Walking or trekking poles

Walking or trekking poles

Walking and trekking poles, with notes on their use and design.

Walking poles (AKA hiking or trekking poles) have long been popular with our continental cousins, offering improved security on awkward ground, and reducing the bashing and stresses our poor knees take on a typical day in the hills.

British walkers on the other hand, no doubt due to our un-continental view of anything related to skiing, have taken much longer to adopt these remarkably effective devices. Thankfully, walking poles are now firmly established among serious outdoor users in the UK, either used singularly, or in pairs. 

Walking poles can be divided into two categories:
 

hiking poles © blas
Hiking polesFixed length: i.e. standard ski-style poles, which although foolproof are awkward to carry when not needed.

Two or three section telescopic poles: Telescopic poles are ideal for walking; they are compact for storage or transport and can be adjusted to suit the height of individual users and their requirements. Three section poles are most common and are compact enough to fit conveniently on the side of a rucksack. Two section poles are less prone to failure, simply due to the fact that they only have one adjustment rather then two.

There are two common adjustment systems for the telescopic (or 'collapsible') poles:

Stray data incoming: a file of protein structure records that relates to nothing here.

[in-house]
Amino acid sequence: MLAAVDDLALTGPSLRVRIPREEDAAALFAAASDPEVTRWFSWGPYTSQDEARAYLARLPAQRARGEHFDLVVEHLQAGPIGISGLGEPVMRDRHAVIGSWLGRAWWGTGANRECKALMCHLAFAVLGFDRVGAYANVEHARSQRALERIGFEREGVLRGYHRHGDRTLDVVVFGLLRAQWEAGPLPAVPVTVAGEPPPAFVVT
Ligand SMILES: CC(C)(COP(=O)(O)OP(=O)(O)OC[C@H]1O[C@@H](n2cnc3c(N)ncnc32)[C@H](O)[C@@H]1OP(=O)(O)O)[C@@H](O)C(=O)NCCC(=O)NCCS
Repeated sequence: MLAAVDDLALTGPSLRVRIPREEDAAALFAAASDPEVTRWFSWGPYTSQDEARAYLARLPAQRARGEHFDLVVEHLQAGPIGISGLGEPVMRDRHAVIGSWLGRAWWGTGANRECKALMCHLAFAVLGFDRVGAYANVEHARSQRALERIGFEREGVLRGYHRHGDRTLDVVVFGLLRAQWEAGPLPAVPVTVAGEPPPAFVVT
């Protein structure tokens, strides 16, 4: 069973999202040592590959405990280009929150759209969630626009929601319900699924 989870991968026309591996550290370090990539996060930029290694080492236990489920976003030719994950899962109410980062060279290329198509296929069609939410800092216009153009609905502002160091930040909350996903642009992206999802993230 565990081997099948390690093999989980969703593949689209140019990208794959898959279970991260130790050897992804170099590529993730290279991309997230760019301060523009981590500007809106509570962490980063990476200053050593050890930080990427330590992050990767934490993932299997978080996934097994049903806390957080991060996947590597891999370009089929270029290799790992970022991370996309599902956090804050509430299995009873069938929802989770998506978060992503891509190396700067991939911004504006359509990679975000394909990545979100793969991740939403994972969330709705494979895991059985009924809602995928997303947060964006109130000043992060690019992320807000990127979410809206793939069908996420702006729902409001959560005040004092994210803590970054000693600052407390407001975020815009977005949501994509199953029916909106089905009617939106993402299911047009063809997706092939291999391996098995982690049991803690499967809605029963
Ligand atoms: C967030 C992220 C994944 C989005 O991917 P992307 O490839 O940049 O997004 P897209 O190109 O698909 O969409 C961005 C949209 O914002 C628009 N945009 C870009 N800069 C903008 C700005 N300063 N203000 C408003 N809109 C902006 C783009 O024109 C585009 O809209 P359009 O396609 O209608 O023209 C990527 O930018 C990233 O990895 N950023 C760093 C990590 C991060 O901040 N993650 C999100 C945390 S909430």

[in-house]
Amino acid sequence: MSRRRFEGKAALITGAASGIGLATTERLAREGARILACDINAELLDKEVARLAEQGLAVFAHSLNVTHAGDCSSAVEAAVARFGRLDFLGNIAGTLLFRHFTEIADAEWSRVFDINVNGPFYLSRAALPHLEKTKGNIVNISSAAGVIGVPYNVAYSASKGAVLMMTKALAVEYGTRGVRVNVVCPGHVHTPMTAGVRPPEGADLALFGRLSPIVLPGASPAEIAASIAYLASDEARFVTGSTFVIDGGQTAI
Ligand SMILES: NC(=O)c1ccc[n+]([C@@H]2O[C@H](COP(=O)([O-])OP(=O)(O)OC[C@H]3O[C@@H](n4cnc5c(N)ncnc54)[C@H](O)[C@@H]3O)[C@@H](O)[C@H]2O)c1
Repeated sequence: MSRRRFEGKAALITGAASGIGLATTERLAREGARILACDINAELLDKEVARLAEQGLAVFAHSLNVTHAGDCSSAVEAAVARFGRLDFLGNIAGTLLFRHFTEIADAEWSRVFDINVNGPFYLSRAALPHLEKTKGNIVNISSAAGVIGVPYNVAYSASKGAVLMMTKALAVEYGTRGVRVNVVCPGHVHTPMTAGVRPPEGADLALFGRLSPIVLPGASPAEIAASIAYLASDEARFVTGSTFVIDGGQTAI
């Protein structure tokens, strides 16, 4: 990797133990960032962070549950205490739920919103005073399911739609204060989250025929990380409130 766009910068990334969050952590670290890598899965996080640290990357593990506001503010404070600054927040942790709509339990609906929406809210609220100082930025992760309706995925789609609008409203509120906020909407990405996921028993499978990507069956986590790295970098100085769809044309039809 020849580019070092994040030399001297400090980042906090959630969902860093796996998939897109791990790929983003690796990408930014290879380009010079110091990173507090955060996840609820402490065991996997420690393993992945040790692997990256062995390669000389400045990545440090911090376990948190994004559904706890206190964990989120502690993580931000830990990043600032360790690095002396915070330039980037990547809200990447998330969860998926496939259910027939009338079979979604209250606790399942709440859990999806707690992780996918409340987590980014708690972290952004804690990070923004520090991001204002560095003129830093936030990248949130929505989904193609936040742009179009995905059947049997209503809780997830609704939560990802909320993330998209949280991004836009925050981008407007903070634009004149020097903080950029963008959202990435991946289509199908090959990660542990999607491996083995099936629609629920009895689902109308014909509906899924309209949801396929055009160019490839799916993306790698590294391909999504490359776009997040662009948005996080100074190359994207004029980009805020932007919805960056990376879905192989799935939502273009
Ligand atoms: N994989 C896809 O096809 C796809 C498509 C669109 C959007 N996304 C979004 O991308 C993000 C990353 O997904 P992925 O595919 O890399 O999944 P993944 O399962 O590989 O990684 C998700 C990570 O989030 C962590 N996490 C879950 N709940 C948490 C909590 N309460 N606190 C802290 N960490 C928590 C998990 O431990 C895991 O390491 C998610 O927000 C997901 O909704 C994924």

Internal twist fit is the most common, where a small plastic screw-fit collar expands to hold the pole in place when twisted. Take care not to over twist or tighten more than half a turn once the correct length is selected - otherwise the adjustment can prove difficult to release and damage may occur. Generally any failure is caused by this collar wearing out (though most are replaceable), or the collar becomes totally unscrewed and needs to be refitted.
Like any great piece of equipment, once you've used poles you'll wonder how you ever managed without them

External collars click into place, cinching the poles together. Unlike the internal system that can freeze together in cold weather, the external collar can be easily unclipped in any conditions.
Both systems have their advantages and disadvantages, and both are very robust and effective.

There is a wide selection of 'baskets' for the foot of the pole, but perhaps the best for best all-rounder is the small solid basket: small enough not to get jammed between rocks nor get in the way of your feet, yet still big enough to provide some resistance to sinking into snow or soft ground. If you plan to do a lot of snow work then fit a larger snow basket.

Take care of your pole
  • Poles aren't indestructible. Take care not to store them underneath heavy items.
  • Make sure the inside is dry before you store it. You might even lightly wipe the shaft with a light oil or WD-40 before storage.
  • Top brands like Leki provide an extensive line of spares and accessories, meaning you can repair components when they wear out.
  • Like any great piece of equipment, once you've used walking poles you'll wonder how you ever managed without them.

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